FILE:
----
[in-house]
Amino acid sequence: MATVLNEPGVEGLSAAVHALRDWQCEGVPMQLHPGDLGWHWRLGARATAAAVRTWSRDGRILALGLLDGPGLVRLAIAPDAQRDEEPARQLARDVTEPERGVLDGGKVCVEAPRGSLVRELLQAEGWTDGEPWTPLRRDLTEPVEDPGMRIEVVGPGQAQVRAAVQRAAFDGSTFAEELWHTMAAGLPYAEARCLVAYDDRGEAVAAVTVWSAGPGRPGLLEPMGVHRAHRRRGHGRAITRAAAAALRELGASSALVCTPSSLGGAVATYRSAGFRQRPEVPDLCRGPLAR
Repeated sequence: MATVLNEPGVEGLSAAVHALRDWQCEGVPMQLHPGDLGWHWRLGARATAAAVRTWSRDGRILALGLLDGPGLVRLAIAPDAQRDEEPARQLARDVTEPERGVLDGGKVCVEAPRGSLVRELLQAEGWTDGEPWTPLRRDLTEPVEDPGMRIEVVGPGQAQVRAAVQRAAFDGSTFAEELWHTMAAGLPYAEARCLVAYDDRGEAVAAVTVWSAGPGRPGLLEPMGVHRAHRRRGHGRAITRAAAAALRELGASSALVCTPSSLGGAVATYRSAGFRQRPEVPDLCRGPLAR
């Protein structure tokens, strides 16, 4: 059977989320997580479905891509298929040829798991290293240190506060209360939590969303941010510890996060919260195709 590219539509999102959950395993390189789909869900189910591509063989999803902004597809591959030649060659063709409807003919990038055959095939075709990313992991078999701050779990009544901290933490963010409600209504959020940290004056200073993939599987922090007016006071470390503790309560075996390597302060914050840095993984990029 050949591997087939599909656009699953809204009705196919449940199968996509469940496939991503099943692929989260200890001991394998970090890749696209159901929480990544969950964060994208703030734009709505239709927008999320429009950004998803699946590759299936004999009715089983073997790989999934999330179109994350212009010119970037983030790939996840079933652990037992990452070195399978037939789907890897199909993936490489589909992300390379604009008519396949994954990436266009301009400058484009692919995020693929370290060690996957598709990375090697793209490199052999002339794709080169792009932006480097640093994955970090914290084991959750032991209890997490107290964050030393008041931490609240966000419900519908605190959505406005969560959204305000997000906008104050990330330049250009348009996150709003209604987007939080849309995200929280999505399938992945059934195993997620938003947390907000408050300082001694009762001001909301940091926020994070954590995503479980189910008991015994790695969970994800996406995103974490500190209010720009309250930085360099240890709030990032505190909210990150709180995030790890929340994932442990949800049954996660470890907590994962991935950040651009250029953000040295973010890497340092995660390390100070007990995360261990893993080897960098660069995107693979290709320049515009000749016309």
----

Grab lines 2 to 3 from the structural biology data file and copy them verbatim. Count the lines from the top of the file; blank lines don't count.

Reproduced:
Amino acid sequence: MATVLNEPGVEGLSAAVHALRDWQCEGVPMQLHPGDLGWHWRLGARATAAAVRTWSRDGRILALGLLDGPGLVRLAIAPDAQRDEEPARQLARDVTEPERGVLDGGKVCVEAPRGSLVRELLQAEGWTDGEPWTPLRRDLTEPVEDPGMRIEVVGPGQAQVRAAVQRAAFDGSTFAEELWHTMAAGLPYAEARCLVAYDDRGEAVAAVTVWSAGPGRPGLLEPMGVHRAHRRRGHGRAITRAAAAALRELGASSALVCTPSSLGGAVATYRSAGFRQRPEVPDLCRGPLAR
Repeated sequence: MATVLNEPGVEGLSAAVHALRDWQCEGVPMQLHPGDLGWHWRLGARATAAAVRTWSRDGRILALGLLDGPGLVRLAIAPDAQRDEEPARQLARDVTEPERGVLDGGKVCVEAPRGSLVRELLQAEGWTDGEPWTPLRRDLTEPVEDPGMRIEVVGPGQAQVRAAVQRAAFDGSTFAEELWHTMAAGLPYAEARCLVAYDDRGEAVAAVTVWSAGPGRPGLLEPMGVHRAHRRRGHGRAITRAAAAALRELGASSALVCTPSSLGGAVATYRSAGFRQRPEVPDLCRGPLAR